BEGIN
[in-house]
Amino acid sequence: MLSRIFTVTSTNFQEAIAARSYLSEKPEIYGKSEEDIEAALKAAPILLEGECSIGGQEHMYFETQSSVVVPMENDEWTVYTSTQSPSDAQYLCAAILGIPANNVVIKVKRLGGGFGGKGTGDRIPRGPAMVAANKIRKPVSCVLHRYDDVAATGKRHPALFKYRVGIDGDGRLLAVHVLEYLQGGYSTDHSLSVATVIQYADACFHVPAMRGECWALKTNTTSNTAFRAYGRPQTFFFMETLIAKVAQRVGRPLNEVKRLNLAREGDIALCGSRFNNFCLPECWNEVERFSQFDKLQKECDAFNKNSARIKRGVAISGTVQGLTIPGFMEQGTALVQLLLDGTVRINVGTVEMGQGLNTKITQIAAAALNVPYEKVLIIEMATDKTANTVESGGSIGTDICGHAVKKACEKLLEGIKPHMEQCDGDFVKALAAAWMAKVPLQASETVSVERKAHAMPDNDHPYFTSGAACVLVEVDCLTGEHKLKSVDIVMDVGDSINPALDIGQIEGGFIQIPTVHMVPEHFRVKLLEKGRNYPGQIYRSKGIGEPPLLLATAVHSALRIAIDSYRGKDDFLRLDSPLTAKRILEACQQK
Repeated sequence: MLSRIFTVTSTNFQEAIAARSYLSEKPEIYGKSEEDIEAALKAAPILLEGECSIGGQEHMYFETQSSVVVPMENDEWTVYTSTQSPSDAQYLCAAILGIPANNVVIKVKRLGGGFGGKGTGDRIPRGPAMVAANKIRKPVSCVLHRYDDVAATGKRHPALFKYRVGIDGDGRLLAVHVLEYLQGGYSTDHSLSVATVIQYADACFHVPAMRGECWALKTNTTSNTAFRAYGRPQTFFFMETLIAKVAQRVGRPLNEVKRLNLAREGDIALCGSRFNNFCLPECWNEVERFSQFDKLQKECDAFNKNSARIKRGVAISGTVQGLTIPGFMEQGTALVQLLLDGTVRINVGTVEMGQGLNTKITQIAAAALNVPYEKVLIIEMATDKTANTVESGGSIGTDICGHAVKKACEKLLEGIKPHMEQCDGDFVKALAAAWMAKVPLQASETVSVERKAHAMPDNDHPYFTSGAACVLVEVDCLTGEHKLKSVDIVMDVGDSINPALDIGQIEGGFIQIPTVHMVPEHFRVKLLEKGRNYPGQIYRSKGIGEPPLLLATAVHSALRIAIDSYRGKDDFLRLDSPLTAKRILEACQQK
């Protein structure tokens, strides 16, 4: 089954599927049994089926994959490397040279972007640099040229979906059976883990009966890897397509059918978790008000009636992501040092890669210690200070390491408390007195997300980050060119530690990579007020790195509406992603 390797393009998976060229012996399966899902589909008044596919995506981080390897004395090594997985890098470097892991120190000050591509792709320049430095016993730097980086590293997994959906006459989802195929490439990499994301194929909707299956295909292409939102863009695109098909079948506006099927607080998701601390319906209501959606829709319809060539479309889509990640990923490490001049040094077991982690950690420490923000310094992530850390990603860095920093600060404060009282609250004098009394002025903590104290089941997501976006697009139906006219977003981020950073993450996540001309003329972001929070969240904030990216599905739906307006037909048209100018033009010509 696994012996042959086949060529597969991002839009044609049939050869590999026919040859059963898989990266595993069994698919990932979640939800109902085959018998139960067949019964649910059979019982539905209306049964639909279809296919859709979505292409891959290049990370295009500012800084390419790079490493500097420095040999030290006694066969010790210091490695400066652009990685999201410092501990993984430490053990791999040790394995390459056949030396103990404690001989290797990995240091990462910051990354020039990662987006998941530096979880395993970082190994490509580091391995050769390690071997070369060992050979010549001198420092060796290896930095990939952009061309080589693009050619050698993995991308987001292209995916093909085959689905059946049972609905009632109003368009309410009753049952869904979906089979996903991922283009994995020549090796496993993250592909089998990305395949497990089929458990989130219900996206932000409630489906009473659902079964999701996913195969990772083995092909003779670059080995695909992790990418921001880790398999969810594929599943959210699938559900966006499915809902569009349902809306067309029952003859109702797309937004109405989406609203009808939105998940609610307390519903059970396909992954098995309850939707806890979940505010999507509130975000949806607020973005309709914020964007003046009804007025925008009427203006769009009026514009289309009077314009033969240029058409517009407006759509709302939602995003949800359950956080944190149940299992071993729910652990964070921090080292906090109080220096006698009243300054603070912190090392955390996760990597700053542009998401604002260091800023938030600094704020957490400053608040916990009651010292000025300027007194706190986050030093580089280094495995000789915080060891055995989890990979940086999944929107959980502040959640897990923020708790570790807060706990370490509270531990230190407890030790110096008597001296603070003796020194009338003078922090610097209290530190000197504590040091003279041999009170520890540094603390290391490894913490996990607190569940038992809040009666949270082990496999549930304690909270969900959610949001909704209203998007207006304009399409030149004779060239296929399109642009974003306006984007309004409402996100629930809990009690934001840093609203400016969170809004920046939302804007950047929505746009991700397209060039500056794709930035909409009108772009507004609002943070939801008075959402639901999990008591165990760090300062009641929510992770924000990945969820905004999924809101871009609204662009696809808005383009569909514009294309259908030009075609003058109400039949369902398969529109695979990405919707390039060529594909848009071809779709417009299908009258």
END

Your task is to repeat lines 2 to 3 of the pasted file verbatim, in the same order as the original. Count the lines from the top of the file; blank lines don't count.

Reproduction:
Amino acid sequence: MLSRIFTVTSTNFQEAIAARSYLSEKPEIYGKSEEDIEAALKAAPILLEGECSIGGQEHMYFETQSSVVVPMENDEWTVYTSTQSPSDAQYLCAAILGIPANNVVIKVKRLGGGFGGKGTGDRIPRGPAMVAANKIRKPVSCVLHRYDDVAATGKRHPALFKYRVGIDGDGRLLAVHVLEYLQGGYSTDHSLSVATVIQYADACFHVPAMRGECWALKTNTTSNTAFRAYGRPQTFFFMETLIAKVAQRVGRPLNEVKRLNLAREGDIALCGSRFNNFCLPECWNEVERFSQFDKLQKECDAFNKNSARIKRGVAISGTVQGLTIPGFMEQGTALVQLLLDGTVRINVGTVEMGQGLNTKITQIAAAALNVPYEKVLIIEMATDKTANTVESGGSIGTDICGHAVKKACEKLLEGIKPHMEQCDGDFVKALAAAWMAKVPLQASETVSVERKAHAMPDNDHPYFTSGAACVLVEVDCLTGEHKLKSVDIVMDVGDSINPALDIGQIEGGFIQIPTVHMVPEHFRVKLLEKGRNYPGQIYRSKGIGEPPLLLATAVHSALRIAIDSYRGKDDFLRLDSPLTAKRILEACQQK
Repeated sequence: MLSRIFTVTSTNFQEAIAARSYLSEKPEIYGKSEEDIEAALKAAPILLEGECSIGGQEHMYFETQSSVVVPMENDEWTVYTSTQSPSDAQYLCAAILGIPANNVVIKVKRLGGGFGGKGTGDRIPRGPAMVAANKIRKPVSCVLHRYDDVAATGKRHPALFKYRVGIDGDGRLLAVHVLEYLQGGYSTDHSLSVATVIQYADACFHVPAMRGECWALKTNTTSNTAFRAYGRPQTFFFMETLIAKVAQRVGRPLNEVKRLNLAREGDIALCGSRFNNFCLPECWNEVERFSQFDKLQKECDAFNKNSARIKRGVAISGTVQGLTIPGFMEQGTALVQLLLDGTVRINVGTVEMGQGLNTKITQIAAAALNVPYEKVLIIEMATDKTANTVESGGSIGTDICGHAVKKACEKLLEGIKPHMEQCDGDFVKALAAAWMAKVPLQASETVSVERKAHAMPDNDHPYFTSGAACVLVEVDCLTGEHKLKSVDIVMDVGDSINPALDIGQIEGGFIQIPTVHMVPEHFRVKLLEKGRNYPGQIYRSKGIGEPPLLLATAVHSALRIAIDSYRGKDDFLRLDSPLTAKRILEACQQK